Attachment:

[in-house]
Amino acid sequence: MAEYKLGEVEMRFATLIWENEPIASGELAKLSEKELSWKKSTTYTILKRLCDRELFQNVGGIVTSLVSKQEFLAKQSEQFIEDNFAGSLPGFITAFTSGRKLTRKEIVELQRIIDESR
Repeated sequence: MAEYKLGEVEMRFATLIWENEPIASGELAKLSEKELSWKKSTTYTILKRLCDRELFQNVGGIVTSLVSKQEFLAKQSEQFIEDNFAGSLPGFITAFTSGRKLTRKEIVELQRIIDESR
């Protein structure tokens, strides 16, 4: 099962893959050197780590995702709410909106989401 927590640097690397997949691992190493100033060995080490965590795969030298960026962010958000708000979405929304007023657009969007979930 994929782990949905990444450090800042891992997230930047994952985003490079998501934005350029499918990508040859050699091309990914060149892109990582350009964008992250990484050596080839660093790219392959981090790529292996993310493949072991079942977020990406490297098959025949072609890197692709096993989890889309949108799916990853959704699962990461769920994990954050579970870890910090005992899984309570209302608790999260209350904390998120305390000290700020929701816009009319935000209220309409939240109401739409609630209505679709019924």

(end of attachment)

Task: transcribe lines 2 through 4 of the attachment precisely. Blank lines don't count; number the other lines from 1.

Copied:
Amino acid sequence: MAEYKLGEVEMRFATLIWENEPIASGELAKLSEKELSWKKSTTYTILKRLCDRELFQNVGGIVTSLVSKQEFLAKQSEQFIEDNFAGSLPGFITAFTSGRKLTRKEIVELQRIIDESR
Repeated sequence: MAEYKLGEVEMRFATLIWENEPIASGELAKLSEKELSWKKSTTYTILKRLCDRELFQNVGGIVTSLVSKQEFLAKQSEQFIEDNFAGSLPGFITAFTSGRKLTRKEIVELQRIIDESR
């Protein structure tokens, strides 16, 4: 099962893959050197780590995702709410909106989401 927590640097690397997949691992190493100033060995080490965590795969030298960026962010958000708000979405929304007023657009969007979930 994929782990949905990444450090800042891992997230930047994952985003490079998501934005350029499918990508040859050699091309990914060149892109990582350009964008992250990484050596080839660093790219392959981090790529292996993310493949072991079942977020990406490297098959025949072609890197692709096993989890889309949108799916990853959704699962990461769920994990954050579970870890910090005992899984309570209302608790999260209350904390998120305390000290700020929701816009009319935000209220309409939240109401739409609630209505679709019924």